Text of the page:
For the original article in Portuguese by Geovani Martins published in Folha de São Paulo click here.
RioOnWatch Editor’s note: On Sunday, September 17, shootouts between drug traffickers broke out in Rocinha, initiating a week of police operations before Armed Forces were sent to occupy the community on Friday, September 22, with further shootouts involving traffickers and soldiers. Many Rocinha residents were stranded in their homes with businesses, health centers, and schools shut for days, while the conflict dominated Brazilian media and drew international headlines. For English-language coverage that contextualizes these events in the broader failures of Rio’s public security policies, we recommend the news report in The Guardian and analysis in The Intercept.
When I saw war tanks climbing the hill, I couldn’t stop thinking about the summer, 40ºC in the shade, being without water for more than a week, often arriving from work and having to find the strength to search for water in the well or at the source to bathe, cook, wash the dishes. On the days without electricity, that heat, that sweat, the fan stopped, the fear of food spoiling in the refrigerator. That ten-year-old boy who starts flirting with drug-trafficking while his mom is at work. That project—offering soccer, surfing, judo, theater, music, among others—interrupted due to a lack of resources. I kept thinking. In these moments, where was the state government of Rio de Janeiro?
One thing is certain, we are already used to taking care of ourselves. The hill’s architecture, from the lanes, alleys, and stairs to the houses, churches, and markets, is the biggest proof of this. That neighbor who loans you a plug so you can turn on the refrigerator and preserve your food, that neighbor who lets you know water is dripping and makes a point of reminding you that you can’t forget to fill the buckets. They show that despite everything, we are not alone.
The war tanks climbing, the armored trucks passing, I kept thinking: what really motivated this sudden military action? Many answers came to mind: the fact that Rocinha is between Gávea and São Conrado, between São Conrado and Barra da Tijuca, Rock in Rio, students from the [elite] American, Teresiano and Escola Parque schools without classes, the Pontifical Catholic University of Rio (PUC-Rio) closed, the televised circus baptized by the journalists themselves who gave it full coverage. Ultimately, many things. But at no moment did I think it could be in defense of the Rocinha resident.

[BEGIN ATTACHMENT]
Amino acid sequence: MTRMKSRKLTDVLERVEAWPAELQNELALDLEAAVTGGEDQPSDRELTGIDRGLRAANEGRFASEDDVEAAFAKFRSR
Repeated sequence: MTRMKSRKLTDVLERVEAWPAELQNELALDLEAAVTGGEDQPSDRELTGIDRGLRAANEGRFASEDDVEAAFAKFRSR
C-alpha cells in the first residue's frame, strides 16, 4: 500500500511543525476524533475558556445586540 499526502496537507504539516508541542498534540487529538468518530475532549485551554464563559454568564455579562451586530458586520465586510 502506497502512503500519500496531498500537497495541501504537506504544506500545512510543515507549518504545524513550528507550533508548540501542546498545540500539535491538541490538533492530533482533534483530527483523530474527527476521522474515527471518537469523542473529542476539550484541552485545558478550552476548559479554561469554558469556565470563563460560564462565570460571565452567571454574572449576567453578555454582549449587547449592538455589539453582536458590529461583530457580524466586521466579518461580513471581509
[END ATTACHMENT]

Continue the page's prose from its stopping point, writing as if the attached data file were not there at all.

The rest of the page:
Because anyone with a little bit of good will can see that a military action conducted this way–from one moment to the next, without any developed strategy, and which uses as its personnel armed soldiers who do not know the geography of the place nor the dimensions of the conflict they are getting into–can serve for anything, except to protect the resident.
In these moments, it is impossible to forget the Pacifying Police Unit (UPP) occupying the hill. The Special Operations Battalion (BOPE) invading our homes, knocking over everything, asking where we got the money to buy our things, demanding receipts. All this for nothing, because the quantity of weapons and drugs seized during this period was low, and it didn’t take long before drug traffickers recovered the same force they had before.
This movie is repeating itself again. With the 13-year-old boy who recently arrived from the northeast, who had his house invaded by police shortly after his mother left for work, and who, not knowing how to answer all their questions, ended up with a broken arm. With the many residents who sent photos to the community website Rocinha em Foco, denouncing the police actions, showing their doors broken down, their houses turned upside down.
And in the midst of all this, we were forced to witness, in the virtual spaces we use to stay updated and, in a way, to care for each other, people (the great majority using a fake profile) cursing Rocinha residents, saying we want to denounce the Military Police but not the drug traffickers. Yes, we have arrived at a point where a large portion of the population thinks it’s completely natural to compare public security with organized crime. Nobody pointing the finger has any idea of how it hurts to have our rights violated, to pass days hearing shots ringing out, to carry this sense of impotence, and on top of it all, end up blamed.
Now that I’ve begun to talk about the commentaries that we received from outside, I can’t ignore the ostensive televised coverage, which manages to go the whole day without giving us any relevant information and yet makes a point of constantly remembering how much Rio residents who had to pass by that part of the city were suffering. Our part of the city.
On that same day that war tanks entered Rocinha, I saw on the Internet an article in a Portuguese newspaper about the Cia Marginal, a theater group formed in Complexo da Maré, where they highlighted the following point: Violence is in the world. Not in the favelas. Nothing can be simpler: it is impossible to separate the favelas from the world, forget that they are part of the city, state, or country. It is impossible to ignore their contexts and all that got us here. However, keeping in mind all that was said by the governor, the head of public security, the journalists on television, and the fakes with images of military personnel, I concluded that it is exactly this that they have been trying to do forever. To separate the favela from the world.
Geovani Martins, age 26, is a writer and a resident of Rocinha.